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The Muffaletta: A Collaboration of Sicilian and American Culture

“Our food tells us where we came from and who we have become.” ~ Chef Bill Neal



Who doesn’t love a sandwich? Culturally, we Americans love to tell our backstories about the local sammie. Philadelphia is prideful of the Cheesesteak, Chicago has the Italian Beef, California’s best-kept secret is the Torta, Rhode Island offers the clam roll, and Kansas City delivers the Burnt Ends sandwich. What about the Muffaletta? Did it all begin in New Orleans, or does it have a more profound history? We all know the sandwich capital of the world is New York City! What is the origin of the Muffaletta, and who is Salvatore Lupo?

Il Giorno Dei Morti & La Festa Dell’Immacolata in Sicily

Sicily is not just known for its bountiful sea and exceptional food culture, they are inspired by festivals and creating community through the love of beautiful plates and feasts. The Sicilians created the Cannoli, a sweet and decadent ricotta-filled pastry rolled in pistachio. If you dig deep enough into Sicily’s food culture, you’ll find the origins of what we know to be the Muffaletta, better known to Sicilians as the “MuffOletta.”

The Muffaletta once began as a sandwich of two festivals: The Festa Dei Morti and The Della Immacolata. One celebrates the Day of the Dead, offering an opportunity for those alive to honor the special people in their lives. The other is the official countdown to Christmas, where Italians make Muffaletta sandwiches and set up their family Christmas decorations. Sicilians prepare a soft, round, spongy roll laden with sesame seed and the texture of a light and fluffy Ciabatta. The rolls are cut in half, and prepared with olive oil, marinated & crushed olives, pimento, salt, and anchovies. It’s a cultural and spiritual way of honoring and respecting tradition.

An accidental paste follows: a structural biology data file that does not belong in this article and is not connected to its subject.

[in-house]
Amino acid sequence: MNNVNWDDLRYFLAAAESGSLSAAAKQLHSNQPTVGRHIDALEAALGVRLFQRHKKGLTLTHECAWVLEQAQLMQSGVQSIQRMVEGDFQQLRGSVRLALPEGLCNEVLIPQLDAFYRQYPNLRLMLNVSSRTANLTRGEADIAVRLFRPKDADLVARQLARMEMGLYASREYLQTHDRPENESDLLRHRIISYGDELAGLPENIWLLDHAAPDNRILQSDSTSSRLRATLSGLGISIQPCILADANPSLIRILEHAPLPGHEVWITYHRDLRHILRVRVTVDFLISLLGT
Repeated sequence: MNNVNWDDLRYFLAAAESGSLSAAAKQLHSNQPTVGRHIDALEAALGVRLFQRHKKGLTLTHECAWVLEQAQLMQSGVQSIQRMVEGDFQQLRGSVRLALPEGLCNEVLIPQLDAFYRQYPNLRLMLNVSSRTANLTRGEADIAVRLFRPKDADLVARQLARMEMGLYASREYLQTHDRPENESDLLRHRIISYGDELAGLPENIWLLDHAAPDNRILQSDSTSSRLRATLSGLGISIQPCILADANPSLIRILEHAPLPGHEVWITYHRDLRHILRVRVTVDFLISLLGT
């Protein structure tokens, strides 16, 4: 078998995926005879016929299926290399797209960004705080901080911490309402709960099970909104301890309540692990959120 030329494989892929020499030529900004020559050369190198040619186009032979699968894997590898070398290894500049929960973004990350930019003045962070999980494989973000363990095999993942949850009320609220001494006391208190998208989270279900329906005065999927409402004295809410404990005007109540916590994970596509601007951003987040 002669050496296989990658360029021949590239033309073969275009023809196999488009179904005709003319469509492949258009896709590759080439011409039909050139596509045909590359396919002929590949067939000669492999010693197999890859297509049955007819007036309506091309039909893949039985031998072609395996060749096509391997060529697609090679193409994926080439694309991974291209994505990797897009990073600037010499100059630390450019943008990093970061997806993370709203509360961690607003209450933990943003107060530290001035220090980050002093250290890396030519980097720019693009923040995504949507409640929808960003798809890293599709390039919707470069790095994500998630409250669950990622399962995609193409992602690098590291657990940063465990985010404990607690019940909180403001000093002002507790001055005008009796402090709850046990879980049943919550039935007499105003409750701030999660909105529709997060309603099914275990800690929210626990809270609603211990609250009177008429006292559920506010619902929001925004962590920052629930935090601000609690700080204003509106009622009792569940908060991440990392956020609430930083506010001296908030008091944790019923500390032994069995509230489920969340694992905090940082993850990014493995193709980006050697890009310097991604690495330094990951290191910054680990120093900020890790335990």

Olive Oil

The New Orleans Muffaletta

In the early 1900s, an Italian man, Salvatore Lupo, and his family set up Central Grocery on Decatur Street in The French Quarter, selling canned provisions to fishermen and dock workers. One day, he thought he would try to sell a round loaf sandwich, something locals could carry onto the boats and docks as they worked. So, he created a small, round, soft roll with sesame seeds. He macerated green olives, olive oil, and salt. He modified the anchovies and instead added cheese and salami.

Today, Central Grocery is under construction, getting a facelift! They are three generations of family, selling imported provisions - dating back to Salvatore Lupo in 1906. It used to be when walking in the door, you first caught the scent of freshly baked bread. The urge to grab a shopping basket causes one to reach ten deep through a stream of visitors. As you look up at the wall on the left and then to the right, you become overwhelmed and excited by the Italian imports surrounding you. Quickly, you attempt to cherry-pick provisions meaningfully.

Along the sandwich counter lies balsamic vinegar and olive oil in extra-large jars, and I usually grab a couple of those, tucking them into my basket. Finally, you reach the deli, where you order enough Muffaletta to have one on the ride home and the other for a snack the next day. If you are like me, still attempting to replicate the bread and olive salad. I am excited to experience the new store once it is complete, because I miss it so!


Wrapping It Up

After all the trips my family and I have made to New Orleans and Central Grocery over the years, we have yet to learn who Salvatore Lupo was as a man. In almost every article I have read everything regarding Salvatore and his famous sandwich, but we have yet to know about him. When did he land in the United States? Who were his parents, and where was he from? Salvatore was a man who cared for his community, was thoughtful and creative, and thrived on being a successful immigrant business in an already diverse city in America. As we patiently wait for the arrival of The New Central Grocery to opens its doors, I will keep trying to make the perfect Muffaletta. ⧫

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